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Re: Is it hard to capture tiny profits trading if you are not greedy?

Post by randomguy » Thu Feb 28, 2019 11:59 pm

Caduceus wrote:
Thu Feb 28, 2019 3:06 pm

The risk is that I am unable to re-enter the contract at all for those positions because of a sudden massive run-up in price. It's a loss in comparison to simply buying and holding the position.

I guess what I was wondering/asking, out of pure curiosity, is if there's any way to quantify the probability of the event (i.e. the position not dipping at least $0.01 beyond the opening price) for a period of time.

For example, has anyone done research with any given stock, let's say, Apple over the year 2018, and asked the probability of event not occuring over 1 day, one week, one month, one year. "There is an 80% chance on any given day that the price will dip at least once by $0.01 beyond the opening price; a 90% chance this will be true over a one-week period, and a 95% chance over a 1-year period." Something like that.

I'm just curious - that is all.
You would need to find the actual data but I wouldn't be shocked to learn that it happens a decent percentage of the time. It seems like a common pattern is the stock opens up, goes up even more and then gives back some of the gains. The story you can tell yourself is people act on new info, that info spreads, and then the early actors take their profits. For example Alphabet today according to google opened at ended yesterday at 1116.05. It opened today at 1111.30, went up to 1127.65, and closed at 1119.93. So basically today you lost almost 5 bucks instead of making almost 4. I have a feeling with this scheme you will miss a lot of good days but enjoy all the bad days.

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Re: Is it hard to capture tiny profits trading if you are not greedy?

Post by Thesaints » Fri Mar 01, 2019 1:45 am

HenryPorter wrote:
Thu Feb 28, 2019 11:41 pm
BanditKing wrote:
Thu Feb 28, 2019 2:52 pm
Pretty sure the frequent trading rules of the brokerage would kick in.
I was thinking about this the other day. I think Vanguard's allowing of a plethora of ETFs to be bought and sold with no commission will entice a lot of short term trading. And I think it will be cause Vanguard to put more restrictions of how many round trips you can do a year.
I don’t think any serious brokerage has any limit on ETF trading frequency.

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Re: Is it hard to capture tiny profits trading if you are not greedy?

Post by aspiringboglehead » Fri Mar 01, 2019 1:48 am

psteinx wrote:
Thu Feb 28, 2019 3:14 pm
This approach has some similarities to a Martingale approach at conventional (Vegas style) gambling.
I just wanted to endorse this and was going to say exactly the same thing. I have seen the experience of "day traders" that I know mirror the highs and lows of Martingale betting. (You can make $400 a day for months and then lose $80,000 in a particularly bad two days.)

quantAndHold
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Re: Is it hard to capture tiny profits trading if you are not greedy?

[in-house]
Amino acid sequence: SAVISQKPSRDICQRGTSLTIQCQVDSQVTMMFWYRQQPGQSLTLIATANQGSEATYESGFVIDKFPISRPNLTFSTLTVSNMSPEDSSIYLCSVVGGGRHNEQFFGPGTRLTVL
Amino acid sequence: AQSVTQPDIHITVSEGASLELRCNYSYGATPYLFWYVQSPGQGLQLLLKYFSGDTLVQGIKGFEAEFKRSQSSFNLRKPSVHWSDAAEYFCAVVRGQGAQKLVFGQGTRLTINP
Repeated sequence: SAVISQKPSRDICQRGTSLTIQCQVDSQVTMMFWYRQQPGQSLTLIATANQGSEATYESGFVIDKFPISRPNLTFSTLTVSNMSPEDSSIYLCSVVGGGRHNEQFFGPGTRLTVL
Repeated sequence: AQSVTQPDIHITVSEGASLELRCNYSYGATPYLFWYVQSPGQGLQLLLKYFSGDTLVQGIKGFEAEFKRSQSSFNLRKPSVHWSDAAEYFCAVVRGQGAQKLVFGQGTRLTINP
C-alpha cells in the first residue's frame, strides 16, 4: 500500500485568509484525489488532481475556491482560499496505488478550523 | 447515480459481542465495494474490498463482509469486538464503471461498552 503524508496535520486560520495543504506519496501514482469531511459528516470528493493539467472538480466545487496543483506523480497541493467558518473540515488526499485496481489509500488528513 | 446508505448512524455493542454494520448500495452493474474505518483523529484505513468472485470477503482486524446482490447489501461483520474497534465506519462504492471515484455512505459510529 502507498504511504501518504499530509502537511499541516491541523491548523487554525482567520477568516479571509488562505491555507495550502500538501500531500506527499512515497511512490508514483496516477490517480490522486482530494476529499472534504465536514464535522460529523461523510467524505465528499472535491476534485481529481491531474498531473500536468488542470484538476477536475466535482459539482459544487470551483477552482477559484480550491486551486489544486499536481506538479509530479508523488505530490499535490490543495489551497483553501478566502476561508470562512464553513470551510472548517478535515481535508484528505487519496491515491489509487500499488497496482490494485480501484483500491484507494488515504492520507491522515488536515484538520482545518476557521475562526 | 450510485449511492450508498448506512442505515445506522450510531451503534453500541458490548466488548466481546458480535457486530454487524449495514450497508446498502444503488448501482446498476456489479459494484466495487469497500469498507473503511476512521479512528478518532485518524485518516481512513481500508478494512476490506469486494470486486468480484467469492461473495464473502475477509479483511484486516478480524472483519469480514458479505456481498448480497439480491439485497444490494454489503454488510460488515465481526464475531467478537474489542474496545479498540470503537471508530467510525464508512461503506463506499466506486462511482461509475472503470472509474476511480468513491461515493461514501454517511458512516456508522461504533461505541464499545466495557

Post by quantAndHold » Fri Mar 01, 2019 6:04 pm

Out of sheer curiosity I backtested this. If the buy limit wasn't hit, I bought at open the next day. For simplicity sake, I assumed zero slippage, which probably isn't realistic.

March 11, 2005 (the first day I had full data for VWO) - Jan 1, 2019
  • VWO buy and hold returned 103.92% during that period
  • The algorithm, trading every 3rd day to let the previous sell/buy settle, had 129 days the limit wasn't hit. Return was 63.49%.
  • The algorithm, trading every day, had 323 days that the limit wasn't hit. Return was 22.25%
I also tested it with SPY, during the period 1/1/2002 - 1/1/2019.
  • SPY returned 198.65% during that period.
  • Trading every 3rd day, the limit wasn't hit 70 times. Return tracked buy and hold almost exactly.
  • Trading every day between 1/1/2002 and 1/1/2019, the limit wasn't hit 205 times. Return was 156.51%.
There weren't any days when the bottom fell out of the algorithm. The problem was that there would be times when the ETF would go straight up for days or weeks on end, and the algorithm would miss much of that, because it was sitting in cash waiting for the limit order to execute.

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Re: Is it hard to capture tiny profits trading if you are not greedy?

Post by Caduceus » Fri Mar 01, 2019 10:50 pm

quantAndHold wrote:
Fri Mar 01, 2019 6:04 pm
Out of sheer curiosity I backtested this. If the buy limit wasn't hit, I bought at open the next day. For simplicity sake, I assumed zero slippage, which probably isn't realistic.

March 11, 2005 (the first day I had full data for VWO) - Jan 1, 2019
  • VWO buy and hold returned 103.92% during that period
  • The algorithm, trading every 3rd day to let the previous sell/buy settle, had 129 days the limit wasn't hit. Return was 63.49%.
  • The algorithm, trading every day, had 323 days that the limit wasn't hit. Return was 22.25%
I also tested it with SPY, during the period 1/1/2002 - 1/1/2019.
  • SPY returned 198.65% during that period.
  • Trading every 3rd day, the limit wasn't hit 70 times. Return tracked buy and hold almost exactly.
  • Trading every day between 1/1/2002 and 1/1/2019, the limit wasn't hit 205 times. Return was 156.51%.
There weren't any days when the bottom fell out of the algorithm. The problem was that there would be times when the ETF would go straight up for days or weeks on end, and the algorithm would miss much of that, because it was sitting in cash waiting for the limit order to execute.